Lee has split with Trump in the past over U.S. policy on Saudi Arabia, particularly the U.S. support for the Saudi-led coalition’s military campaign in Yemen. Human rights groups say the Saudi role has contributed significantly to what the United Nations recently called the world’s worst humanitarian crisis.
But even some who have sided with Trump in the past have begun to tire of his steadfast defense of Mohammed in the face of clear evidence of human rights abuses and U.S. intelligence’s high-confidence assessment implicating the prince in Khashoggi’s October killing.
Sen. Joni Ernst (R-Iowa), speaking on CNN’s “State of the Union,” acknowledged that Saudi Arabia was a “great strategic partner” but added that the United States’ commitment to human rights and the rule of law requires Congress “absolutely to consider further action.”
“At such a time when it becomes necessary, the president also needs to speak directly to the Saudis and say enough’s enough,” Ernst said. “And if there are indicators coming from those intelligence agencies, he also needs to be involved in some sort of action.”
One bipartisan proposal in the Senate calls to impose additional sanctions on Saudi Arabia and others thought to be fomenting unrest in Yemen, and to stop the sale and transfer of all weapons to Saudi Arabia until the Yemen campaign is scaled back. A bipartisan pair of senators also have invoked the Global Magnitsky Act, which enables sanctions over human rights offenses, to force Trump to formally say within a few months whether he thinks Mohammed was responsible for Khashoggi’s death.
Lee added that he hoped mounting fury at Saudi Arabia would become “an opportunity for the Congress to weigh in and say, ‘Let’s halt our efforts in Yemen.’ ”
“Congress has to take some ownership of U.S. foreign policy,” he said.
Sen. Bernie Sanders (I-Vt.), who co-sponsored an effort with Lee earlier this year to end U.S. support for the Saudi campaign in Yemen, also said on ABC’s “This Week” that he thought more lawmakers would line up behind such an effort after Khashoggi’s killing.
Thus far, however, efforts in the House and the Senate to pass legislation that would use the War Powers Act to curtail U.S. military and intelligence support for Saudi Arabia have either fallen short or been stymied by leaders before they could ever get to the floor.
That leaves lawmakers with the option of launching investigations — something Ernst, newly appointed to the Senate Republican leadership team, endorsed Sunday.
“I do think we need to look into this further, and we need to understand where the investigations are leading us,” she said, adding that she hoped senators would receive more briefings from intelligence officials on Mohammed’s role.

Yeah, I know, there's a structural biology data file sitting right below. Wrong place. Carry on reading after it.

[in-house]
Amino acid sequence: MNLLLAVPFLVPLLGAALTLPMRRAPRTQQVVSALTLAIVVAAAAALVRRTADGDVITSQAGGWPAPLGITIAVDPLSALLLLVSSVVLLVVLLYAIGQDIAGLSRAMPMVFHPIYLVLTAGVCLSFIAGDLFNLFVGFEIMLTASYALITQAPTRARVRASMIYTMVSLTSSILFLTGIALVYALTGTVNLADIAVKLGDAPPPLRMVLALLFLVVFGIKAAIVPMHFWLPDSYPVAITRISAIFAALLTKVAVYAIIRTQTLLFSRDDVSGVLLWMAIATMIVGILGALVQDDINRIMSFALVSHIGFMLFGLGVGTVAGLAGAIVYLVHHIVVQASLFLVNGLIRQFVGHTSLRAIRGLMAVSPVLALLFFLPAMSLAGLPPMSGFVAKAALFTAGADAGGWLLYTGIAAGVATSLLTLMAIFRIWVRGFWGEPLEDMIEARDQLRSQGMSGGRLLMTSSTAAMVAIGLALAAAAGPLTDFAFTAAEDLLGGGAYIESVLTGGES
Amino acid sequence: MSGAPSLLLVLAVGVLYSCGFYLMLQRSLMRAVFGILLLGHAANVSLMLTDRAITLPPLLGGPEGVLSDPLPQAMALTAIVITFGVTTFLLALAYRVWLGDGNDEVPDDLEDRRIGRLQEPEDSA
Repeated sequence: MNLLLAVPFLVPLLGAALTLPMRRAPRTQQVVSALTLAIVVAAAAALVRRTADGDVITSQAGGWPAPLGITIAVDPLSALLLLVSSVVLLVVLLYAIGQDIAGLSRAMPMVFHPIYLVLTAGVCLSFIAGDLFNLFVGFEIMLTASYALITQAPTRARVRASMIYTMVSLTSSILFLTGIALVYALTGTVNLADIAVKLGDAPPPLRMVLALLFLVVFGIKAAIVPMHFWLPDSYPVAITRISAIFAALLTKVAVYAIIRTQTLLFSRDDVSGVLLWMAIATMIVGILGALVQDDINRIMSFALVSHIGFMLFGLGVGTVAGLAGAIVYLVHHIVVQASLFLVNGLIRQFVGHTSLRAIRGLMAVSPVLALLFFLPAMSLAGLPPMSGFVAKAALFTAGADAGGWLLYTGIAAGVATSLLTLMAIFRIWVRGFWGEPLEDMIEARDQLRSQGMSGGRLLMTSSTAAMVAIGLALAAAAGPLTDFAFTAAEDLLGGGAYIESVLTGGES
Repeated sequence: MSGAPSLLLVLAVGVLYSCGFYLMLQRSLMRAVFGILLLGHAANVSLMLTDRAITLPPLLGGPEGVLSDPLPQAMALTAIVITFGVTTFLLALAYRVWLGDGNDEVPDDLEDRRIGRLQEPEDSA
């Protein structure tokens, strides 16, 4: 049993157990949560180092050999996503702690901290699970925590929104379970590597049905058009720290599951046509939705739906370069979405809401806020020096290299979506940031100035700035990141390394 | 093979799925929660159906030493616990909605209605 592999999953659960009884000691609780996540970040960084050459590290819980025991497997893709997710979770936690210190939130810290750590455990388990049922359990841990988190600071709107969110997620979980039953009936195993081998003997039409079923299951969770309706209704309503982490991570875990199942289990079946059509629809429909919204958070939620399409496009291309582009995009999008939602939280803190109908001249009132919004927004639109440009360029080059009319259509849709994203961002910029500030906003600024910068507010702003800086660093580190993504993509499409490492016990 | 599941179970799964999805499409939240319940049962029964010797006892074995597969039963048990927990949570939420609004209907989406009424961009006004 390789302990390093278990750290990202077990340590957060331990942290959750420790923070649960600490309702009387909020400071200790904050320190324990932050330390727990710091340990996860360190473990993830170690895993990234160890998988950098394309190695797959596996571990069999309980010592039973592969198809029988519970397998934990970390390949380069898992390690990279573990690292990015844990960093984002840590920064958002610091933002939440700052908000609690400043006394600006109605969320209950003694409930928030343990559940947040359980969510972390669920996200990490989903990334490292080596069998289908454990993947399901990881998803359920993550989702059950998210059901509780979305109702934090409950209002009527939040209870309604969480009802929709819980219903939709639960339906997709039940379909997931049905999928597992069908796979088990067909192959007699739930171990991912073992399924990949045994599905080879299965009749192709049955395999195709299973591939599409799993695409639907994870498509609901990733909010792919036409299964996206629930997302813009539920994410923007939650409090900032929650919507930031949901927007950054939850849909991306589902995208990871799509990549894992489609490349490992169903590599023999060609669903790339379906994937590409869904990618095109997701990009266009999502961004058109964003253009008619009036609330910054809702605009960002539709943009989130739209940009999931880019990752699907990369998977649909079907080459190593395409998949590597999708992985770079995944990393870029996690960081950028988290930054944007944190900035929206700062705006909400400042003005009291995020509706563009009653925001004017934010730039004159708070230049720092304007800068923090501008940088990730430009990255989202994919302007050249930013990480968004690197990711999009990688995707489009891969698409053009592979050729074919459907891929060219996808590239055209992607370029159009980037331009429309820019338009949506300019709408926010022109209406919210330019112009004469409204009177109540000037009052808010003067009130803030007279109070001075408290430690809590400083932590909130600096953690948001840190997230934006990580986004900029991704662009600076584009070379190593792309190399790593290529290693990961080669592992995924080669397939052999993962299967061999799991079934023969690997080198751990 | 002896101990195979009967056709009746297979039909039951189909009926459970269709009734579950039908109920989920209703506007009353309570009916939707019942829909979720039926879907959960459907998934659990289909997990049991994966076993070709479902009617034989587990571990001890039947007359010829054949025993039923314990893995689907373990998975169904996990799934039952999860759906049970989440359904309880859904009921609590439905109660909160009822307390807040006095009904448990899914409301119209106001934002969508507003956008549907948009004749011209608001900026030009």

In the House, Democrats are promising to tackle the Khashoggi matter when they take over the majority next year — and are openly questioning whether Trump’s defense of the crown prince is motivated by self-interest.
“Is his personal financial interest driving U.S. policy in the gulf? Is it driving U.S. policy vis a vis the Russians? We don’t know, but it would be irresponsible not to find out,” Rep. Adam B. Schiff (Calif.), the ranking Democrat and expected new chairman of the House Intelligence Committee, said on “State of the Union.” He accused Trump of being “dishonest” about the crown prince’s involvement.
“It telegraphs to despots around the world they can murder people with impunity and that this president will have their back as long as they praise him, as long as they do business with him potentially,” Schiff added. “That cannot be the guiding principle behind our foreign policy.”
Other Democrats questioned whether Trump simply had a soft spot for despots.
“Why does Trump have such an affinity for murderous autocrats? He defends Vladimir Putin of Russia, fell in love w/ Kim Jong Un of N Korea, admires Rodrigo Duterte of the Philippines & now refuses to accept CIA findings that the Saudi Crown Prince ordered #JamalKhashoggi’s murder,” Rep. Maxine Waters (Calif.), the ranking Democrat and expected new chairwoman of the House Financial Services Committee, tweeted Sunday.
Both Waters and Schiff will be in a position to closely scrutinize Trump’s finances in connection with Saudi Arabia and other foreign governments next year.
When asked whether such scrutiny was fair, Lee sidestepped the question.
“I don’t know why he’s siding with the Saudis,” the Republican senator said of Trump. “But I think there are things we can do to change our relationship with the Saudis, notwithstanding what his personal motivations might be.”
“I’m also certain that in the next Congress, people will look into that,” he added.